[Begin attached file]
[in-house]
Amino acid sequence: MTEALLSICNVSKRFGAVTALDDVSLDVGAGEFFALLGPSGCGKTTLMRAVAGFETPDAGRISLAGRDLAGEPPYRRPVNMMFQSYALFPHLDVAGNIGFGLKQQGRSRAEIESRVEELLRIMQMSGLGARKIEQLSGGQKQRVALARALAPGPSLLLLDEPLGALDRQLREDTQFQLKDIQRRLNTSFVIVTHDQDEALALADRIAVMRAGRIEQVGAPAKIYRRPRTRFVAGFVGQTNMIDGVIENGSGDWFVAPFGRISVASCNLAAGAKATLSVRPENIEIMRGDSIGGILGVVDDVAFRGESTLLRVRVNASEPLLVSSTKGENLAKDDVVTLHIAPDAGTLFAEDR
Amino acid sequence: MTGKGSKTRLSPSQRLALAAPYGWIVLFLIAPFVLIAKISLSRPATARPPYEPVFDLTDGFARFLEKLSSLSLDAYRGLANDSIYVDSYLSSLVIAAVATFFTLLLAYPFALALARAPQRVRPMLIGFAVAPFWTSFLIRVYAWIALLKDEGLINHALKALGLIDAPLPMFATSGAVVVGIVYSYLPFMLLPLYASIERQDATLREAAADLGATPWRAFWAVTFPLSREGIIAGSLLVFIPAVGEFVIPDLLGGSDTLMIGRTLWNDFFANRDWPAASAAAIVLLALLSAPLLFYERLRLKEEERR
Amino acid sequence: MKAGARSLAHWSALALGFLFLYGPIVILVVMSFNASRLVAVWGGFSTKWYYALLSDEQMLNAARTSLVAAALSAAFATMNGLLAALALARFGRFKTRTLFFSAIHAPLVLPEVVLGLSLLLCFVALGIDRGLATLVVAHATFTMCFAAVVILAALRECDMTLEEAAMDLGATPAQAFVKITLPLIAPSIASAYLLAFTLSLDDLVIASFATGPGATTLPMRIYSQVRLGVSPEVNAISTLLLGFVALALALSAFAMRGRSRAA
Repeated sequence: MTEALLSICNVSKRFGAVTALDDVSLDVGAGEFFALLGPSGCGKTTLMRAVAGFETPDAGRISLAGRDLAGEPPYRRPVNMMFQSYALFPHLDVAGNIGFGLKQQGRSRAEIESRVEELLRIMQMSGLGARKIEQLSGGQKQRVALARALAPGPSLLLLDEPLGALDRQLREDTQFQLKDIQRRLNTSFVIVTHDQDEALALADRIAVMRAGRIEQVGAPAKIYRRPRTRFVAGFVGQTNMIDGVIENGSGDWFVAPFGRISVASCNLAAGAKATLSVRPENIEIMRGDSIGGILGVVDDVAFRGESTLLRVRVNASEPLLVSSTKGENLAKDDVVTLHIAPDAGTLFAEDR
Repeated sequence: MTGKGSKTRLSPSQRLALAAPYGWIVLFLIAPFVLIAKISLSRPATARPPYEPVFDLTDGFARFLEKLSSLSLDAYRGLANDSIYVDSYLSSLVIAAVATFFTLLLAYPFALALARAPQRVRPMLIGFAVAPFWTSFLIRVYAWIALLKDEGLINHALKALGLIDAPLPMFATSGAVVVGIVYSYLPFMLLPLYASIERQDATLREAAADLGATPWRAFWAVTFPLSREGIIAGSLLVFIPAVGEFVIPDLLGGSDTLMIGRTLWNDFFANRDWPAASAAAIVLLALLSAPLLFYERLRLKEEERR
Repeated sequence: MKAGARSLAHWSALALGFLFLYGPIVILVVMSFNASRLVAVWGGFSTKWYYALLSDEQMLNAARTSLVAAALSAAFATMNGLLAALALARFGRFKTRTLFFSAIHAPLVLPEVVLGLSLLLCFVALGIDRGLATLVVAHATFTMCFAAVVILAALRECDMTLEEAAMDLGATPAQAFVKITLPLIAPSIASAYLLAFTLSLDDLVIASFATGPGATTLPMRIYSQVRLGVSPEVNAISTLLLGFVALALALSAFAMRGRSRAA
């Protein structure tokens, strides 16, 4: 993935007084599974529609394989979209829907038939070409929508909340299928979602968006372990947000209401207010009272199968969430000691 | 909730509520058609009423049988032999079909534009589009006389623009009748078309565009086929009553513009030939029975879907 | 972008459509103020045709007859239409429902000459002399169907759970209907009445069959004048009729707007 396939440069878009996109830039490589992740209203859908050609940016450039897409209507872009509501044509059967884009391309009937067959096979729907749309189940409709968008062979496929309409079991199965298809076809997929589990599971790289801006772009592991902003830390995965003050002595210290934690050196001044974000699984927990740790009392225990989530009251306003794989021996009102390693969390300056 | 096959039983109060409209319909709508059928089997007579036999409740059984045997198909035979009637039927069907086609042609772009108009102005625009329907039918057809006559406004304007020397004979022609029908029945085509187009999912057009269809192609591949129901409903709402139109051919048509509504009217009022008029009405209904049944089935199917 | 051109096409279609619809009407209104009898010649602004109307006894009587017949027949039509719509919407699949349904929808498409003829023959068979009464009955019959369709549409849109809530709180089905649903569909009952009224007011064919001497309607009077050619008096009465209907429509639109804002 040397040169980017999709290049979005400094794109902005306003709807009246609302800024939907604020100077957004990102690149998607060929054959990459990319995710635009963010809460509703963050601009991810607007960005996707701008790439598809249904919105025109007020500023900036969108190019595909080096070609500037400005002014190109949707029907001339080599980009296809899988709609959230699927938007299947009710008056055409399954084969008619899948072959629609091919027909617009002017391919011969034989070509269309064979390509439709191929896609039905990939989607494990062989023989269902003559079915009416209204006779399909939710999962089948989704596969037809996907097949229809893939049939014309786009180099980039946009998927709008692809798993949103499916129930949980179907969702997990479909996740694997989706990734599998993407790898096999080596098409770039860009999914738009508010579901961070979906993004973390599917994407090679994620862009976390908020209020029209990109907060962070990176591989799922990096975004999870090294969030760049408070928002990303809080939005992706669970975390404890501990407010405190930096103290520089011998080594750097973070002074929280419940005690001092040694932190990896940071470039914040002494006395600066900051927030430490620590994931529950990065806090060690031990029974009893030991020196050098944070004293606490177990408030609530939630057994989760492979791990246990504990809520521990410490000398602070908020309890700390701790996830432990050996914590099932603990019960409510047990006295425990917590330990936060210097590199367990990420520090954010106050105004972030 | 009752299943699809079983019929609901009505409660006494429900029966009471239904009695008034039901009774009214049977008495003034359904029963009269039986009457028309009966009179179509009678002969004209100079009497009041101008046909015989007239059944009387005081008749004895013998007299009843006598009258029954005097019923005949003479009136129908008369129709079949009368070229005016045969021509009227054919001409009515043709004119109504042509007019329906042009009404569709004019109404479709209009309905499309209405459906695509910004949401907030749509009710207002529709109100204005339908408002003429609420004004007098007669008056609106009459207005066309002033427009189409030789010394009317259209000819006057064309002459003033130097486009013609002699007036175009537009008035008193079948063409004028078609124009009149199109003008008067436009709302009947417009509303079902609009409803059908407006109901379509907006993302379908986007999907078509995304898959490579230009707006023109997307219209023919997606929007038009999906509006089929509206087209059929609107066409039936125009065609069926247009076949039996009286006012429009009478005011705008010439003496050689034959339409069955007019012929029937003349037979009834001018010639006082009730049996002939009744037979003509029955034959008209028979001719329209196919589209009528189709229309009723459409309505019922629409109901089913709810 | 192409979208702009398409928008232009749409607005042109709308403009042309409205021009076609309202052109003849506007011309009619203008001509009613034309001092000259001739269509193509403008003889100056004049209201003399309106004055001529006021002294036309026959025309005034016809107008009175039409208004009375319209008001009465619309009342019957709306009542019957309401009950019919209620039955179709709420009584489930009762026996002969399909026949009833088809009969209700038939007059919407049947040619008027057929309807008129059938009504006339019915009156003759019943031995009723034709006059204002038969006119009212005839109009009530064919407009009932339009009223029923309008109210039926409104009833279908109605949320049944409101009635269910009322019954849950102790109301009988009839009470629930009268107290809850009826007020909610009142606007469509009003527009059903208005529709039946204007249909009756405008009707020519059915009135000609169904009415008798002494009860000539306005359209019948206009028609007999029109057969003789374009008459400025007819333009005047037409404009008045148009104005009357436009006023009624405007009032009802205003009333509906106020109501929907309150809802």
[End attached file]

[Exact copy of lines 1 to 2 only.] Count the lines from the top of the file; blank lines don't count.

[in-house]
Amino acid sequence: MTEALLSICNVSKRFGAVTALDDVSLDVGAGEFFALLGPSGCGKTTLMRAVAGFETPDAGRISLAGRDLAGEPPYRRPVNMMFQSYALFPHLDVAGNIGFGLKQQGRSRAEIESRVEELLRIMQMSGLGARKIEQLSGGQKQRVALARALAPGPSLLLLDEPLGALDRQLREDTQFQLKDIQRRLNTSFVIVTHDQDEALALADRIAVMRAGRIEQVGAPAKIYRRPRTRFVAGFVGQTNMIDGVIENGSGDWFVAPFGRISVASCNLAAGAKATLSVRPENIEIMRGDSIGGILGVVDDVAFRGESTLLRVRVNASEPLLVSSTKGENLAKDDVVTLHIAPDAGTLFAEDR